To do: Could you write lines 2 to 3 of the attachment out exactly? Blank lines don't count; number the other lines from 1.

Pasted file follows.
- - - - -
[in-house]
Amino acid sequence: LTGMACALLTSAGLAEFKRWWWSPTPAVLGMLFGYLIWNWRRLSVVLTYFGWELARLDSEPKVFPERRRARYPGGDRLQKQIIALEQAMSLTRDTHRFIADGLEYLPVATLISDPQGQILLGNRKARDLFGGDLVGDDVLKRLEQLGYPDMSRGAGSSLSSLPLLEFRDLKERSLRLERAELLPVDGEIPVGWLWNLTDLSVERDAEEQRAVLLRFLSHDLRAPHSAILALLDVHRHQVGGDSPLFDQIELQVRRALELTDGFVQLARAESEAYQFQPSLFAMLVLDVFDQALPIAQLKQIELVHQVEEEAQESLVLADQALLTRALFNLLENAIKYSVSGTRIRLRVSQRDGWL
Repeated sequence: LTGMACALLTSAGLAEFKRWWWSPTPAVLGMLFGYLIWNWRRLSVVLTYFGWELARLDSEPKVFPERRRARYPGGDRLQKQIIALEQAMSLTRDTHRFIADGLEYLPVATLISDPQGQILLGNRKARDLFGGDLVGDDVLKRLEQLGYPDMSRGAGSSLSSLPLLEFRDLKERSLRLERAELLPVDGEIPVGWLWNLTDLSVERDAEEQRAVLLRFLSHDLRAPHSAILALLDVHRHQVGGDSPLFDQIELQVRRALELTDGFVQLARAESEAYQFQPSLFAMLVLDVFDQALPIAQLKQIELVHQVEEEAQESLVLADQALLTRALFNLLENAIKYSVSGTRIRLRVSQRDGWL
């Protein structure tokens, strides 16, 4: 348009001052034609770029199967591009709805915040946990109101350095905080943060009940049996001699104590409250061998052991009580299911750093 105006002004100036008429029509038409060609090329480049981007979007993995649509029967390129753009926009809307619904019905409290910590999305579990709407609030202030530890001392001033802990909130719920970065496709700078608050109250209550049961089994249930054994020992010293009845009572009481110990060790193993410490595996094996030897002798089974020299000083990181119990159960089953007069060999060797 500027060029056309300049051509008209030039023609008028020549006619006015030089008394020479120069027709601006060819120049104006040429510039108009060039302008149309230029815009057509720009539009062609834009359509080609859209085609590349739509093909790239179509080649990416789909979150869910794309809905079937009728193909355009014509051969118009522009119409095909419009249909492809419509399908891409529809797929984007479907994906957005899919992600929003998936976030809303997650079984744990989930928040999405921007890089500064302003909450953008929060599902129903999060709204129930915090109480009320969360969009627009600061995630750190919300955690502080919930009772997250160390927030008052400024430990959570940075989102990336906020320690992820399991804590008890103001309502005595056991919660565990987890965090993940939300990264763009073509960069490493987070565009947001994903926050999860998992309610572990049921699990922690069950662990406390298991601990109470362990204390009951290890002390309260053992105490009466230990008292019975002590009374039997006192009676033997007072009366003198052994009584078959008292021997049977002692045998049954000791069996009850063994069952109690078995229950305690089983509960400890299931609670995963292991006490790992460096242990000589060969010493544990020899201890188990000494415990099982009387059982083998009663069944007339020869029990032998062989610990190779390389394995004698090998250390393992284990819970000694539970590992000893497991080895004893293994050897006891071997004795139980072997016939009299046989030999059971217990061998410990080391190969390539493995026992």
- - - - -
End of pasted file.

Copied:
Amino acid sequence: LTGMACALLTSAGLAEFKRWWWSPTPAVLGMLFGYLIWNWRRLSVVLTYFGWELARLDSEPKVFPERRRARYPGGDRLQKQIIALEQAMSLTRDTHRFIADGLEYLPVATLISDPQGQILLGNRKARDLFGGDLVGDDVLKRLEQLGYPDMSRGAGSSLSSLPLLEFRDLKERSLRLERAELLPVDGEIPVGWLWNLTDLSVERDAEEQRAVLLRFLSHDLRAPHSAILALLDVHRHQVGGDSPLFDQIELQVRRALELTDGFVQLARAESEAYQFQPSLFAMLVLDVFDQALPIAQLKQIELVHQVEEEAQESLVLADQALLTRALFNLLENAIKYSVSGTRIRLRVSQRDGWL
Repeated sequence: LTGMACALLTSAGLAEFKRWWWSPTPAVLGMLFGYLIWNWRRLSVVLTYFGWELARLDSEPKVFPERRRARYPGGDRLQKQIIALEQAMSLTRDTHRFIADGLEYLPVATLISDPQGQILLGNRKARDLFGGDLVGDDVLKRLEQLGYPDMSRGAGSSLSSLPLLEFRDLKERSLRLERAELLPVDGEIPVGWLWNLTDLSVERDAEEQRAVLLRFLSHDLRAPHSAILALLDVHRHQVGGDSPLFDQIELQVRRALELTDGFVQLARAESEAYQFQPSLFAMLVLDVFDQALPIAQLKQIELVHQVEEEAQESLVLADQALLTRALFNLLENAIKYSVSGTRIRLRVSQRDGWL